There are 127 economy seats on BA’s 787-9 in a 3-3-3 configuration, between rows 30 and 44.

British Airways 787-9 seat map World Traveller

World Traveller (economy) is contained in one large cabin at the back of the plane, behind World Traveller Plus.

Each seat has a 17.6″ width, 31″ seat pitch, a 10″ screen in the seat-back in front.

The best seats are likely to be at the front of the cabin. These are closest to the exit, meaning you would be the first economy passengers to disembark. 

Seats in row 30 should have additional leg room as there are no seats in front, but be aware that your tray table and inflight entertainment screen are stored in the armrest. You are also likely to get your first choice of food.

The further back down the cabin you go, the worse the seats get. You are closer to the lavatories and galley which may be noisy with cabin crew preparing meals and other passengers frequenting the toilet. You will also be the very last to disembark the plane.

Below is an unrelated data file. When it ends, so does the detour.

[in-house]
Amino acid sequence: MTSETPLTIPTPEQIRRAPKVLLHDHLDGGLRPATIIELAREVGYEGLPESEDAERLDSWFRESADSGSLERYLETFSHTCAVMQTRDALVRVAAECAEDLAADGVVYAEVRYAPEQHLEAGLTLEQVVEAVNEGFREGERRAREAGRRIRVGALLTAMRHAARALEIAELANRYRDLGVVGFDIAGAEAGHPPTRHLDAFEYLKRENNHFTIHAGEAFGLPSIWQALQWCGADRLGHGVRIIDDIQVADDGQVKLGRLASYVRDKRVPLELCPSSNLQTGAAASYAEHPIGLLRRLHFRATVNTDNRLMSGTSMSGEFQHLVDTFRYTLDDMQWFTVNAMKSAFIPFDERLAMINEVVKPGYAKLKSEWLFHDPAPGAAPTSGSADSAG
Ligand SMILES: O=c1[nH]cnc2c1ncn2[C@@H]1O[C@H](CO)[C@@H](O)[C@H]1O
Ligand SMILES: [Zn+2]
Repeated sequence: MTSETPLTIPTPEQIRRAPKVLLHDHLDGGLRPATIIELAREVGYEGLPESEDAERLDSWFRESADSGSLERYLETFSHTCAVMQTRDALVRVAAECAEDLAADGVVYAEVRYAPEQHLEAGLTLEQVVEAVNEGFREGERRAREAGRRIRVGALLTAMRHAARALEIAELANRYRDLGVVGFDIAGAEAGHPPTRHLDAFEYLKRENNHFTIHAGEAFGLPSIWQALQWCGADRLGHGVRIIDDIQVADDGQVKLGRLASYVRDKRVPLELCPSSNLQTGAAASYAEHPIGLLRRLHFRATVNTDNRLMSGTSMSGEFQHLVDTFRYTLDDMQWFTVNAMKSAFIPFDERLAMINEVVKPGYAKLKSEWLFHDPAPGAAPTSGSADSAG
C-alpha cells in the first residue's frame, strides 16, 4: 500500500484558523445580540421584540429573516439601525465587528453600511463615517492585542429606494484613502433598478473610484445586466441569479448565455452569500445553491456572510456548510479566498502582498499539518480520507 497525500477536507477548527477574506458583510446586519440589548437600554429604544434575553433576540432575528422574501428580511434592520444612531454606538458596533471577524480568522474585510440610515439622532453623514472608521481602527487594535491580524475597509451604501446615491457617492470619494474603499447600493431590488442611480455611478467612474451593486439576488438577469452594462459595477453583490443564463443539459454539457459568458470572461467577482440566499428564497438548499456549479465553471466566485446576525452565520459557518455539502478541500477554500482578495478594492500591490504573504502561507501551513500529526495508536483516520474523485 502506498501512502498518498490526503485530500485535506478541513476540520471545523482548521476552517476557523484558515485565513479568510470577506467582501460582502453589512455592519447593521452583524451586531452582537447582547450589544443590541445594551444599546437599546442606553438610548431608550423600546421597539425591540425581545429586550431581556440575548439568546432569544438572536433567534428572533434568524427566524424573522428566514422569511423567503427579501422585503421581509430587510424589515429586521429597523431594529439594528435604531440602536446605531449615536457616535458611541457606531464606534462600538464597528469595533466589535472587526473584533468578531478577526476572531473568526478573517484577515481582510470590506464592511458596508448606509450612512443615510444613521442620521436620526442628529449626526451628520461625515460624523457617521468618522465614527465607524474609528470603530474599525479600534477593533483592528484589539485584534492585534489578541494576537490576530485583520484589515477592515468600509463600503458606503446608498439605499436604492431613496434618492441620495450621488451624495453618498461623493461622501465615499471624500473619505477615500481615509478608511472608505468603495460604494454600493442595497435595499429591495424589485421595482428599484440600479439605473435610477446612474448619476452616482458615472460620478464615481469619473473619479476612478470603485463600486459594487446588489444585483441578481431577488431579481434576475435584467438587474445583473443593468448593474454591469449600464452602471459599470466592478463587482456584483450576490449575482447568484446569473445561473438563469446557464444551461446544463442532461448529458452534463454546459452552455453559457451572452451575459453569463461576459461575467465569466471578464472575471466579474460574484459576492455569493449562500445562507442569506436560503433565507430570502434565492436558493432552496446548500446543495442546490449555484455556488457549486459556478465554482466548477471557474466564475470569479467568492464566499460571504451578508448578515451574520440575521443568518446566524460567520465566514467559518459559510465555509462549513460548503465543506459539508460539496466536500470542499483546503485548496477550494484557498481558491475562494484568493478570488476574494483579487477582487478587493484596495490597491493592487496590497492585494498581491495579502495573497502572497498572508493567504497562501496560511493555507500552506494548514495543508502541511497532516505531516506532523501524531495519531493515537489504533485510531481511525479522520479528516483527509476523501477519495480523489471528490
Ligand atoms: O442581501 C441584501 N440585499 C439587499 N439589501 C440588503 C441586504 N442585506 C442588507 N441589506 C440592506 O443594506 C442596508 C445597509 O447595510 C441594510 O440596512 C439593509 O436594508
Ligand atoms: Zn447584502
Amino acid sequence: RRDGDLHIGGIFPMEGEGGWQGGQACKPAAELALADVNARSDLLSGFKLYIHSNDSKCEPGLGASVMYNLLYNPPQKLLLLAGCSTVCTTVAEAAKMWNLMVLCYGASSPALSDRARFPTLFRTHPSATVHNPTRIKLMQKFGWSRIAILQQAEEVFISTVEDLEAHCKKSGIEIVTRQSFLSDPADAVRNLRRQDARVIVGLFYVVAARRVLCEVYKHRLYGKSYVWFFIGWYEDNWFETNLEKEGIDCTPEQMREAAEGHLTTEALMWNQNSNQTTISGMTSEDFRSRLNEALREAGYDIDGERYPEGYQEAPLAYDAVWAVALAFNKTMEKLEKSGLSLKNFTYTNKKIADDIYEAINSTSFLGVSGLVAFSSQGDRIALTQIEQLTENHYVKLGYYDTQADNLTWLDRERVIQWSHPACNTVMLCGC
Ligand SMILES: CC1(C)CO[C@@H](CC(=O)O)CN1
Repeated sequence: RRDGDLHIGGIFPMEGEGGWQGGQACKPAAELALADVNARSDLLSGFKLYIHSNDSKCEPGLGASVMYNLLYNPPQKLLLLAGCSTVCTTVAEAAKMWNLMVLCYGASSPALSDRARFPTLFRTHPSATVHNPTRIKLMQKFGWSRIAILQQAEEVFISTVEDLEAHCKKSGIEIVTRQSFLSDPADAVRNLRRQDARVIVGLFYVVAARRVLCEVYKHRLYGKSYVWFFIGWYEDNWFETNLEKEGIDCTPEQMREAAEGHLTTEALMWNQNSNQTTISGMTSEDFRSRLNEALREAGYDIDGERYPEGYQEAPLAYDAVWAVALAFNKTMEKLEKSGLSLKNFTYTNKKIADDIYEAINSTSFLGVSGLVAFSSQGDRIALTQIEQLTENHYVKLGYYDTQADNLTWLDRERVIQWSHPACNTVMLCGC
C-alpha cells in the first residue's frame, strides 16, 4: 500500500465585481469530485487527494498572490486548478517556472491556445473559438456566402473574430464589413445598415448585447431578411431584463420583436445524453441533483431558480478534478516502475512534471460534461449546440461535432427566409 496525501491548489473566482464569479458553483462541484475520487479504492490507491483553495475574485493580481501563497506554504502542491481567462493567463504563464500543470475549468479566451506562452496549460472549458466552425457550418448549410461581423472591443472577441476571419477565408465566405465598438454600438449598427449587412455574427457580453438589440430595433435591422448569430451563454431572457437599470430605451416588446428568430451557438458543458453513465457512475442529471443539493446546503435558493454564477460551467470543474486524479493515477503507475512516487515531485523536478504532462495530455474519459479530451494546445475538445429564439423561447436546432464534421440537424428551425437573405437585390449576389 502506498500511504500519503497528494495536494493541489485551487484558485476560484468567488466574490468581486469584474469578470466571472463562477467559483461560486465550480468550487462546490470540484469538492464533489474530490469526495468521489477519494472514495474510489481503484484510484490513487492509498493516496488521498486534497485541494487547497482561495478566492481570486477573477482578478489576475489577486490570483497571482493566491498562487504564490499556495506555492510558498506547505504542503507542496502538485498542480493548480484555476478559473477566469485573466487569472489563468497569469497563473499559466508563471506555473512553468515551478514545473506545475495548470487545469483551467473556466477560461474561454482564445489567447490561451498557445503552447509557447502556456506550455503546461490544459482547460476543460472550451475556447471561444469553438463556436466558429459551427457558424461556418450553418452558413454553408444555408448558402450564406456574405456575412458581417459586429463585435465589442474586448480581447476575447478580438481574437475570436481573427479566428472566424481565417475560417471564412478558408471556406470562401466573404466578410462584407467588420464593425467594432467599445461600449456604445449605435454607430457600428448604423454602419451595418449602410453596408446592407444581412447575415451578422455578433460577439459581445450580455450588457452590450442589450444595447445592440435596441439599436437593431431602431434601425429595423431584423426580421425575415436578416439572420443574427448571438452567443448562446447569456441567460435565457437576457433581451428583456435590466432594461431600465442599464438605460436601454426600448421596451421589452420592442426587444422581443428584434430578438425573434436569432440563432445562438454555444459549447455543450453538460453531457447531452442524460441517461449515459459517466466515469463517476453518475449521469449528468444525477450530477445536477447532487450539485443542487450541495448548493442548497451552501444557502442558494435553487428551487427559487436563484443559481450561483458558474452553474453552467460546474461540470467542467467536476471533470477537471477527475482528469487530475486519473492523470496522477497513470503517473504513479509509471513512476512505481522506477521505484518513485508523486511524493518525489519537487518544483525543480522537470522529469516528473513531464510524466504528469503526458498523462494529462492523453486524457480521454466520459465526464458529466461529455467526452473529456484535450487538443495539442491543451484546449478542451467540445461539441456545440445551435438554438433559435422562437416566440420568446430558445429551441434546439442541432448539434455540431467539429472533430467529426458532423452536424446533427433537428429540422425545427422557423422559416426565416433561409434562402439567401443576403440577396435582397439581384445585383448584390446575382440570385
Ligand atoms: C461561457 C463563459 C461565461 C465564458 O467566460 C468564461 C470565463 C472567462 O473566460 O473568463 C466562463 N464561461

The Boeing 787-9 is a bit of an oddity in the British Airways fleet with the 2-3-2 (instead of 2-4-2) layout in Club World.  The brand new (2020) Boeing 787-10 fleet has the brand new Club Suite in business class which makes it far preferable.

You are, however, getting a modern plane with large windows and improved pressurisation.  The First Class seat is the latest version, albeit based on an old design, and in Club World you have two surprisingly small and intimate cabins.  Enjoy your flight!

How to earn Avios points from UK credit cards

How to earn Avios from UK credit cards (August 2022)

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In February 2022, Barclaycard launched two exciting new Barclaycard Avios Mastercard cards with a bonus of up to 25,000 Avios. You can apply here.

You qualify for the bonus on these cards even if you have a British Airways American Express card:

Barclaycard Avios Plus card

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There are two official British Airways American Express cards with attractive sign-up bonuses:

British Airways BA Premium Plus American Express Amex credit card